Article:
It’s Saturday morning, 9.30am, and I’m frantically pointing at the back of a woman’s head on the platform at Paddington—“It’s her!” I aggressively whisper to my friend. As we get to our seats and I explain that I’ve just seen the woman we’re going to hear at the Oxford Literary Festival—Alexandra Shulman, the editor-in-chief of Vogue.
Moments later I am nervously heading down the train towards First Class where I find her and ask for an interview for Cherwell. Luckily, she nods knowingly when I mention the paper, and amazingly tells me to meet her later at the Randolph Hotel. I back out of the carriage, with a flurry of awkward “Thank you”s.
No one has ever walked from Oxford train station to the Randolph at such a speed. I wait in the foyer for a good 20 minutes, and eventually am ushered in and allowed a short interview with Shulman in one of the tea rooms. She decisively explains to the waitress that “We’re just going to do a brief recording!” and marches on through.
During our interview Shulman remains calm and talks in a very measured manner, despite having only 30 minutes to go before speaking at the Sheldonian Theatre. We first start discussing her new book Inside Vogue: A Diary Of My 100th Year, a record of her day to day life as editor during Vogue’s centenary year.
She has written other books, but this one seems particularly special to her: “I really enjoyed doing it because I’d never written a diary for publication before and the great advantage to it is that you don’t actually know what’s going to happen, and you don’t have to create what’s going to happen.”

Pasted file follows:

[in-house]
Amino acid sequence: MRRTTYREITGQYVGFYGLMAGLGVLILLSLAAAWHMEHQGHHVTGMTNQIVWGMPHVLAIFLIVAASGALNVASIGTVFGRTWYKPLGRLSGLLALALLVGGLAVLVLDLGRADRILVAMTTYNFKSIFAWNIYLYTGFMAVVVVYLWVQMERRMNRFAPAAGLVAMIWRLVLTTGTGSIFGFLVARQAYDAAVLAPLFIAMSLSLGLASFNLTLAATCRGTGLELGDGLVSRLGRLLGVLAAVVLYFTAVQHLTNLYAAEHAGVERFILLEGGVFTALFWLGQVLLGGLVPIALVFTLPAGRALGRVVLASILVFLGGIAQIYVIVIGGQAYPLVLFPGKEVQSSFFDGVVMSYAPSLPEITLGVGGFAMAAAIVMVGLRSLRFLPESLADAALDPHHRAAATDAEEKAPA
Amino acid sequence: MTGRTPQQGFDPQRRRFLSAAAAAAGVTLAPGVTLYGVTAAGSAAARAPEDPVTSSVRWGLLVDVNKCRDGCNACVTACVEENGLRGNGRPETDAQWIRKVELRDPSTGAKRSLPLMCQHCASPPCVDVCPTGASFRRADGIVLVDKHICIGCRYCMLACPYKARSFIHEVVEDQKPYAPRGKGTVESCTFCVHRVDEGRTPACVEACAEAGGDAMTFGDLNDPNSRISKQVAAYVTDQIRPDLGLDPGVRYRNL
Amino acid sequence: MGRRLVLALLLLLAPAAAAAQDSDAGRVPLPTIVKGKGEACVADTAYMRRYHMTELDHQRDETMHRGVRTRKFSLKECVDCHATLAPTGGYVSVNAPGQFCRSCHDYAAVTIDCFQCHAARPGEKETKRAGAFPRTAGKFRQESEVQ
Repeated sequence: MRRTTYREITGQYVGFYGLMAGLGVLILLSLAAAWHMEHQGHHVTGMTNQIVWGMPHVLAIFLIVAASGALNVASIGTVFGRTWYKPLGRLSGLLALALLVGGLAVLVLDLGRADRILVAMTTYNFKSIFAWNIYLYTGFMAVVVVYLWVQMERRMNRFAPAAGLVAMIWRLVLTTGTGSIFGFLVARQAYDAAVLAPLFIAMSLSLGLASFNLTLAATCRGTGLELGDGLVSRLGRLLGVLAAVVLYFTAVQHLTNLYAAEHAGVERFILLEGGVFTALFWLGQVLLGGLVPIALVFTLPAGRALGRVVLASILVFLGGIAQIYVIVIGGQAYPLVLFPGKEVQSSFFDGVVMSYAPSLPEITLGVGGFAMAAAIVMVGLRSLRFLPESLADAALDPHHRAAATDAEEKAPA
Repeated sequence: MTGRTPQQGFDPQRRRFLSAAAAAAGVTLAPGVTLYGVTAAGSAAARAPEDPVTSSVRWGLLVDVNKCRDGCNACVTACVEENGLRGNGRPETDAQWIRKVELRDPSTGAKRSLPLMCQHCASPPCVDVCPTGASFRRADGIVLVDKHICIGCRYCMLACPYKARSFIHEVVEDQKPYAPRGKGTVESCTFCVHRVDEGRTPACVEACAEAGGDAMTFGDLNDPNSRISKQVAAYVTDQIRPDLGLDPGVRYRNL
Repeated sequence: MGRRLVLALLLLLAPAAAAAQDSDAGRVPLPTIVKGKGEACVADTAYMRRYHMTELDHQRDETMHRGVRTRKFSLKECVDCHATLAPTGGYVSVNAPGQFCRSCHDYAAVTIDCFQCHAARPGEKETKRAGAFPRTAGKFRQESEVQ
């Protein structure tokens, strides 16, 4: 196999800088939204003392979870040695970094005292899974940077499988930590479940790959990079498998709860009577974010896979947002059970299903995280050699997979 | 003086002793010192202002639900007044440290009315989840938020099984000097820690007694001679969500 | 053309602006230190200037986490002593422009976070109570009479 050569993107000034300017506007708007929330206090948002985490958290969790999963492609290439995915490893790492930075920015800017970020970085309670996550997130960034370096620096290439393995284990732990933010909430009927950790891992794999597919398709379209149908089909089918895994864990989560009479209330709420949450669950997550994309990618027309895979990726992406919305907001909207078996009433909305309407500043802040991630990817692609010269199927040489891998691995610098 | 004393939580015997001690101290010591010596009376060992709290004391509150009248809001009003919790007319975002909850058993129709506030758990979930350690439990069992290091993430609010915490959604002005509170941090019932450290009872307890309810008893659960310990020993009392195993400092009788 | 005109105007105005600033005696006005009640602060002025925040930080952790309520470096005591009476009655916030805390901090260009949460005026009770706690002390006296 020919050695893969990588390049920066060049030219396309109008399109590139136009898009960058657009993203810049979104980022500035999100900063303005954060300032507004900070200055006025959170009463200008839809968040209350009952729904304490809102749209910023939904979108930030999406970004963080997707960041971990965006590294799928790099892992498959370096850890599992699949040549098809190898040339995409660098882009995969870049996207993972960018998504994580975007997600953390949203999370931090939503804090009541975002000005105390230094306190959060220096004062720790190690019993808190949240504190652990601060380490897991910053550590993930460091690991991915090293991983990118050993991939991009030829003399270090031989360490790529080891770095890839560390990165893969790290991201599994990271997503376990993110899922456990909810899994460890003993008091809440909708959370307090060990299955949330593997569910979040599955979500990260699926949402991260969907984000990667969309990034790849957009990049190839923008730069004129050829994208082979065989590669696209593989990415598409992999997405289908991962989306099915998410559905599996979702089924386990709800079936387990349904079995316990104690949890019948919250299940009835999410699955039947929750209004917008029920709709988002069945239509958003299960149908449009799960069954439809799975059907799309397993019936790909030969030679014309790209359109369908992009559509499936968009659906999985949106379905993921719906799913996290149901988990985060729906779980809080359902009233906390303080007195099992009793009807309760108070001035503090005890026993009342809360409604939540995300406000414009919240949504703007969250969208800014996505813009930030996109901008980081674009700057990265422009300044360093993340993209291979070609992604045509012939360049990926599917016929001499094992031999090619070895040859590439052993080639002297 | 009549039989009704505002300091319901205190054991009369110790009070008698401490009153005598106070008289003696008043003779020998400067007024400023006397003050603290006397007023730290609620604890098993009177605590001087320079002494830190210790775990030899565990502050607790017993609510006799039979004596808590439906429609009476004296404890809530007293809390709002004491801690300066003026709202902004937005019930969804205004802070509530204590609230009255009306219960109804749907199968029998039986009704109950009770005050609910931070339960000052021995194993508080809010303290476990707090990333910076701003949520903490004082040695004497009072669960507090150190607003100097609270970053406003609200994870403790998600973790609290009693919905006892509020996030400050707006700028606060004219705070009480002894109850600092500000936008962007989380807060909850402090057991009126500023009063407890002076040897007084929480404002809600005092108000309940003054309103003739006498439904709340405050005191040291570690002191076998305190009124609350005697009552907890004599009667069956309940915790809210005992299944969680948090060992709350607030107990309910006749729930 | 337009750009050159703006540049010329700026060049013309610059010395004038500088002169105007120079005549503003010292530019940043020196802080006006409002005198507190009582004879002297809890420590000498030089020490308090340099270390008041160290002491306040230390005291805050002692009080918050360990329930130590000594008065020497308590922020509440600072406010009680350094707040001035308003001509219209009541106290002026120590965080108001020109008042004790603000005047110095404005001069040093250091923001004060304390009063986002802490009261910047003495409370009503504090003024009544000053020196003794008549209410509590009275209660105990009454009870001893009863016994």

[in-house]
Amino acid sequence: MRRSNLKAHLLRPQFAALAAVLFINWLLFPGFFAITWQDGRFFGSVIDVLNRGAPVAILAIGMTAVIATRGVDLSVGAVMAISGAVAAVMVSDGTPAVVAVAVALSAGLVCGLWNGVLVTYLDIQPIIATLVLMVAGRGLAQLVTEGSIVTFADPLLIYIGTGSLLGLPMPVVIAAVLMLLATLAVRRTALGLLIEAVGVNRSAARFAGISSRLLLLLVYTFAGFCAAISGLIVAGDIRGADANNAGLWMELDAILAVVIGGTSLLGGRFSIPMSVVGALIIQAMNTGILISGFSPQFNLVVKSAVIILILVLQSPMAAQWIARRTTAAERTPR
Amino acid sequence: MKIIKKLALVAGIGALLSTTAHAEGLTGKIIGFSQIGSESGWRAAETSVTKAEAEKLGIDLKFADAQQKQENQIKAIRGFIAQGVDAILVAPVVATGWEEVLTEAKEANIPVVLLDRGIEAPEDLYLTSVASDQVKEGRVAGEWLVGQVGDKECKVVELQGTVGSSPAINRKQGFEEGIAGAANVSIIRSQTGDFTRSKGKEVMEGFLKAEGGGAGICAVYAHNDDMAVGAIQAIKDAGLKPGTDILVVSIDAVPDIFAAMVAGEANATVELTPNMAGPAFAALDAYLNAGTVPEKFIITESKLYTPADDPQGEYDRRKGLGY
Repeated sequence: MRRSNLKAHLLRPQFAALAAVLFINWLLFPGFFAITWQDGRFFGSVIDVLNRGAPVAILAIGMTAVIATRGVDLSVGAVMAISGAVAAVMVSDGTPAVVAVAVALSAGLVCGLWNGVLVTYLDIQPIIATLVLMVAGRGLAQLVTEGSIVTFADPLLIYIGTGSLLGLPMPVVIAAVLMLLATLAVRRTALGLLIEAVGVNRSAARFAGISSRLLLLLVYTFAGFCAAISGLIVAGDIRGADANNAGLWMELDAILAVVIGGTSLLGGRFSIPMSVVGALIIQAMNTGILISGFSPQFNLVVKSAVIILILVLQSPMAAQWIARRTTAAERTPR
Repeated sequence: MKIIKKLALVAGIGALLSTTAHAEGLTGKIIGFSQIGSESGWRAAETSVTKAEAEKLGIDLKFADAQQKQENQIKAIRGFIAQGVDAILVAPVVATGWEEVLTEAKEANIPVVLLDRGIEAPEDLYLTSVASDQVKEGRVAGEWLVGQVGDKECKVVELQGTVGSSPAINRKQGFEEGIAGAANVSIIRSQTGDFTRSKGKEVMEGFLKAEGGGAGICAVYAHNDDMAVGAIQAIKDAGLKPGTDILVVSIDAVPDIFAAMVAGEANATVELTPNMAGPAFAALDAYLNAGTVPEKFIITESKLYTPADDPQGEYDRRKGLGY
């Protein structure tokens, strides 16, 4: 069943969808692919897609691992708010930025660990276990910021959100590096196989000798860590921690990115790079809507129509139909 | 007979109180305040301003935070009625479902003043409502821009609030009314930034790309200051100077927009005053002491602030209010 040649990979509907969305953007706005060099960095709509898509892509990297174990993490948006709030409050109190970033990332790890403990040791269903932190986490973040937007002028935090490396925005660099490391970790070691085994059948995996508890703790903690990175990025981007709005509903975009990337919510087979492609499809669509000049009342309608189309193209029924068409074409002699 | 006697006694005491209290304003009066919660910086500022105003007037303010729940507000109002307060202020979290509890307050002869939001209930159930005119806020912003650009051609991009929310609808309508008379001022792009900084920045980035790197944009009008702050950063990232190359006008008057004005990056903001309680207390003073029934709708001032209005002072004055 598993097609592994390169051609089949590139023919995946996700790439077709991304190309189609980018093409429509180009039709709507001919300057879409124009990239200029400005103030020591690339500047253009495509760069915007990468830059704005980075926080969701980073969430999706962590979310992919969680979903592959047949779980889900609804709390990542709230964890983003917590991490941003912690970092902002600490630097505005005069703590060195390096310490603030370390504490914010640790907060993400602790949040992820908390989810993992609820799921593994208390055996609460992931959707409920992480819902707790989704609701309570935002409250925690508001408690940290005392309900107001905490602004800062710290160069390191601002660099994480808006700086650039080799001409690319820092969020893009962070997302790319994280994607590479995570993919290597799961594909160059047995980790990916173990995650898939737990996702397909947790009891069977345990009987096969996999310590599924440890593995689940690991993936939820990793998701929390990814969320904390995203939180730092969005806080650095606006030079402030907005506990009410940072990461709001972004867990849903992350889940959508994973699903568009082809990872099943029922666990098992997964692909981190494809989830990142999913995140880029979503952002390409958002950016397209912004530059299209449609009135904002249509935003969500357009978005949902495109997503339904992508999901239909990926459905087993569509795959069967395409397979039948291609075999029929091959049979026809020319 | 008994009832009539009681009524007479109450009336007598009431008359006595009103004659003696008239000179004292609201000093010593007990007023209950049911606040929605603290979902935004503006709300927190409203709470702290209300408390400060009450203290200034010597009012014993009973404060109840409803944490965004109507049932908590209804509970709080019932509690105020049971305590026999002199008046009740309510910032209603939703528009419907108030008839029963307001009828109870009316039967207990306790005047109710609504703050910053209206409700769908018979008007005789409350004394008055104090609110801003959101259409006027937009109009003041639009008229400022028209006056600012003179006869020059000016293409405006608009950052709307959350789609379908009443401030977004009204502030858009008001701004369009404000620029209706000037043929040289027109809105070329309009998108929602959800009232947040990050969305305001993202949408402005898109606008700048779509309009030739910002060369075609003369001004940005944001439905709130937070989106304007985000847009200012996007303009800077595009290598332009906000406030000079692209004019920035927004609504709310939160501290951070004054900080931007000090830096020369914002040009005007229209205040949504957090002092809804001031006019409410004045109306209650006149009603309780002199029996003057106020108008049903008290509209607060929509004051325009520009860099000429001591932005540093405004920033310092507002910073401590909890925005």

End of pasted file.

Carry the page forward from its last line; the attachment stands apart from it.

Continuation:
On reading the book there’s a refreshing sense of honesty. It doesn’t feel too tampered with or overworked. One day she’s berating the impossibilities of the Rihanna photoshoot ever going ahead but in a few weeks’ time, everything’s worked out. Shulman explains how this was one of the key elements of interest to her: “It was rather fascinating to see how I’d think something one day and then realise maybe a week later or two weeks later or six months later how wrong I was, or how things turned out differently. It becomes quite addictive actually.”
When appointed editor of Vogue in 1992, there was concerns that she did not have enough experience in fashion and wasn’t Vogue editor material. This has been completely undermined—she has had an extremely successful career and is the longest standing editor of British Vogue. However, you still get a sense that she isn’t ‘high fashion’, but rather extremely down-to-earth, and a very real person.
During her talk at the Sheldonian later in the day, Shulman explains how she was given the editor job in part to bring an “every-woman approach” to the magazine and this is clear even within her book: exasperation at trying to find a chicken for an evening meal at home is juxtaposed with glamorous dinners in Milan.